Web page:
4) Close the loop. Have a very explicit process for what happens right away
Before you start, know what you will do with the results as they come in. Make sure you’ve set up the alerts to work as you’d like and have people ready and waiting to expect them and know what to do next.
When a customer clicks to give feedback, what will you do?
For example, consider introducing some SLAs:
- Red = senior manager calls customer within 4 hours
- Yellow = manager calls customer with 8 hours
- Green = no action
- Gold = customer rep or team are mentioned in team meeting
Some of the best turnarounds have happened when a senior person has very swiftly personally called or emailed the unhappy customer to gather their feedback. It defuses the situation and the customer thinks “wow, they really care about me”.
The opportunity for them to unload and allow you to fix the issue will often make them more loyal than they were before anything went wrong. This is known as the service recovery paradox.
Have a timescale in which you will respond. Call or wrote to the unhappy customer within an hour for example, or promise to fix their issue within a day. Whatever’s right for you, but make sure it’s a commitment that you can keep and organize your people to deliver against it.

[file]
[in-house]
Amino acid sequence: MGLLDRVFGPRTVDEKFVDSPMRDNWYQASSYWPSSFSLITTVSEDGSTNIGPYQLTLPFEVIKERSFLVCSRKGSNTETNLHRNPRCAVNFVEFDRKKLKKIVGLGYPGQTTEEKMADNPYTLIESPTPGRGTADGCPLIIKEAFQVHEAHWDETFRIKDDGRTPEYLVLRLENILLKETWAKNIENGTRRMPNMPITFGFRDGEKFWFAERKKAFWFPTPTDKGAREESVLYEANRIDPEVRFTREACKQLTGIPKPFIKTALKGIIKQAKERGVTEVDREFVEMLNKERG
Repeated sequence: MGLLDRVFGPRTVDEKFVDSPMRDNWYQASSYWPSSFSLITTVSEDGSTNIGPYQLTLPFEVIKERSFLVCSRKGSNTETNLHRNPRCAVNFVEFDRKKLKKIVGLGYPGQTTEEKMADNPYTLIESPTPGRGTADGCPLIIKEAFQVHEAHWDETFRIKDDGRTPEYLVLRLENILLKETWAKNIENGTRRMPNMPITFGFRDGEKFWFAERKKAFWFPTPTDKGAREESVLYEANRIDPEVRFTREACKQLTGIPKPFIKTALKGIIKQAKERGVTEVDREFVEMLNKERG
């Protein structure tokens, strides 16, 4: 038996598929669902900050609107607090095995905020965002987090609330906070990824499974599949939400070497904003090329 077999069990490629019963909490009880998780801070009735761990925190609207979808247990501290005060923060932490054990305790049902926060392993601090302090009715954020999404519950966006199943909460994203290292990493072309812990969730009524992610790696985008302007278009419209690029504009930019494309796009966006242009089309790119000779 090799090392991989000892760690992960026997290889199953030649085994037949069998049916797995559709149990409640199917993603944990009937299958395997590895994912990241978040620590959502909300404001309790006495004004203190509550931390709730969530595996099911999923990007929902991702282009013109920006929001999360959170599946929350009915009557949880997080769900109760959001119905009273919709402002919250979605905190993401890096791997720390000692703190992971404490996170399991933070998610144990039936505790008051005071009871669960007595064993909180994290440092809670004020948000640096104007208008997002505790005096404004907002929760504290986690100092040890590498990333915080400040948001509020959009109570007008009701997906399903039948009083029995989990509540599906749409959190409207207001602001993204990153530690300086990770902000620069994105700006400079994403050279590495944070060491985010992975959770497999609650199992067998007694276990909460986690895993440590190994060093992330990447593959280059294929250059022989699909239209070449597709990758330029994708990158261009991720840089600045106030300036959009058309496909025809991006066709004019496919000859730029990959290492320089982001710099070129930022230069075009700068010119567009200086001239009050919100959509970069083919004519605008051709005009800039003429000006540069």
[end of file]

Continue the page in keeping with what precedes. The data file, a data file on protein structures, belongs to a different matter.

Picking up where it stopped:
Check back to ensure the customer is happy after an agreed number of hours or days.
5) Once the customer is happy, actively use the feedback inside the company too
Don’t keep the results locked away! Share the results and make it everyone’s business to improve customer satisfaction.
The results make fantastic KPIs and can be generated hourly, weekly, monthly or whenever makes sense for you. Use them in board reports and personal development plans – consider where appropriate incentivizing staff to improve the results.
Remember that you can use our League Tables in the Reporting section to look at how agents, teams, territories etc performed, and you can see how any customer has responded to you over time using our unique TempTrack graphing.
You can use the Customer Thermometer widgets and our API to display a real time live chart onto your reporting dash or website. A full rundown on what reports are available out-of-the-box and where to get them is here.
“We have changed things off the back of customer comments received via Customer Thermometer, because it uncovered a process issue, for example. Other times, we’ve had important insight into problems with our partners or dealers and we’ve been able to share customer comments with them and work together to rectify things.”
“We feed in Slack alerts instantly and maintain a real-time leaderboard of agent performance.”
6) Celebrate success, train and coach issues
Gold stars are the expression of truly great customer service, ask staff how they think they can personally contribute to getting more of them. If you receive lots of gold stars,what then? Have gold star celebrations when you get one and reward the person/team who gave the great service.